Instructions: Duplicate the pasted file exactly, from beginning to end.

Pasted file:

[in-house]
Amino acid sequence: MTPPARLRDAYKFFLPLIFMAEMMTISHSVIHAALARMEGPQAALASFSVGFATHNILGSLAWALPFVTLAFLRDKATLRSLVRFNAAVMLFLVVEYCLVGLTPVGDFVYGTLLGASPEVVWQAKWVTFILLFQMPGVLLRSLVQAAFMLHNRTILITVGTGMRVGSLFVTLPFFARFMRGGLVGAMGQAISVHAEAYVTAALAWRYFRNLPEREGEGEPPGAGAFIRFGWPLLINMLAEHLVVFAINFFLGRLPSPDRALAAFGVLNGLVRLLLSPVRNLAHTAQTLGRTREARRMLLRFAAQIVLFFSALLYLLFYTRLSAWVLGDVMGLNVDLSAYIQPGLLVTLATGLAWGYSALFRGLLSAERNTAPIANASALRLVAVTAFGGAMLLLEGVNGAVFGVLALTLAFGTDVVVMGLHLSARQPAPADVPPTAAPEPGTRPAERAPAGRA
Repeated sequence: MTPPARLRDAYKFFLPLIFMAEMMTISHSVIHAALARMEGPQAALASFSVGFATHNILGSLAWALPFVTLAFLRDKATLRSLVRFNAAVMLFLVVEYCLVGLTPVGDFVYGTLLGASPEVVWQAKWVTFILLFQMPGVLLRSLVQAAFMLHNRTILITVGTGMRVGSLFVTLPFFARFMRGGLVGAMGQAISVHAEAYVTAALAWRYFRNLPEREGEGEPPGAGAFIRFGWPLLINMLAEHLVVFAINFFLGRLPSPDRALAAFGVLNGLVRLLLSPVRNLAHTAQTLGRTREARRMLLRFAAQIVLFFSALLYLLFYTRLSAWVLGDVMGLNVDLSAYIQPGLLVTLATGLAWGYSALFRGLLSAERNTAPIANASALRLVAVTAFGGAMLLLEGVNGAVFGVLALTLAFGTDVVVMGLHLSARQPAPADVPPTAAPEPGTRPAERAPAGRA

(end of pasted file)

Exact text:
[in-house]
Amino acid sequence: MTPPARLRDAYKFFLPLIFMAEMMTISHSVIHAALARMEGPQAALASFSVGFATHNILGSLAWALPFVTLAFLRDKATLRSLVRFNAAVMLFLVVEYCLVGLTPVGDFVYGTLLGASPEVVWQAKWVTFILLFQMPGVLLRSLVQAAFMLHNRTILITVGTGMRVGSLFVTLPFFARFMRGGLVGAMGQAISVHAEAYVTAALAWRYFRNLPEREGEGEPPGAGAFIRFGWPLLINMLAEHLVVFAINFFLGRLPSPDRALAAFGVLNGLVRLLLSPVRNLAHTAQTLGRTREARRMLLRFAAQIVLFFSALLYLLFYTRLSAWVLGDVMGLNVDLSAYIQPGLLVTLATGLAWGYSALFRGLLSAERNTAPIANASALRLVAVTAFGGAMLLLEGVNGAVFGVLALTLAFGTDVVVMGLHLSARQPAPADVPPTAAPEPGTRPAERAPAGRA
Repeated sequence: MTPPARLRDAYKFFLPLIFMAEMMTISHSVIHAALARMEGPQAALASFSVGFATHNILGSLAWALPFVTLAFLRDKATLRSLVRFNAAVMLFLVVEYCLVGLTPVGDFVYGTLLGASPEVVWQAKWVTFILLFQMPGVLLRSLVQAAFMLHNRTILITVGTGMRVGSLFVTLPFFARFMRGGLVGAMGQAISVHAEAYVTAALAWRYFRNLPEREGEGEPPGAGAFIRFGWPLLINMLAEHLVVFAINFFLGRLPSPDRALAAFGVLNGLVRLLLSPVRNLAHTAQTLGRTREARRMLLRFAAQIVLFFSALLYLLFYTRLSAWVLGDVMGLNVDLSAYIQPGLLVTLATGLAWGYSALFRGLLSAERNTAPIANASALRLVAVTAFGGAMLLLEGVNGAVFGVLALTLAFGTDVVVMGLHLSARQPAPADVPPTAAPEPGTRPAERAPAGRA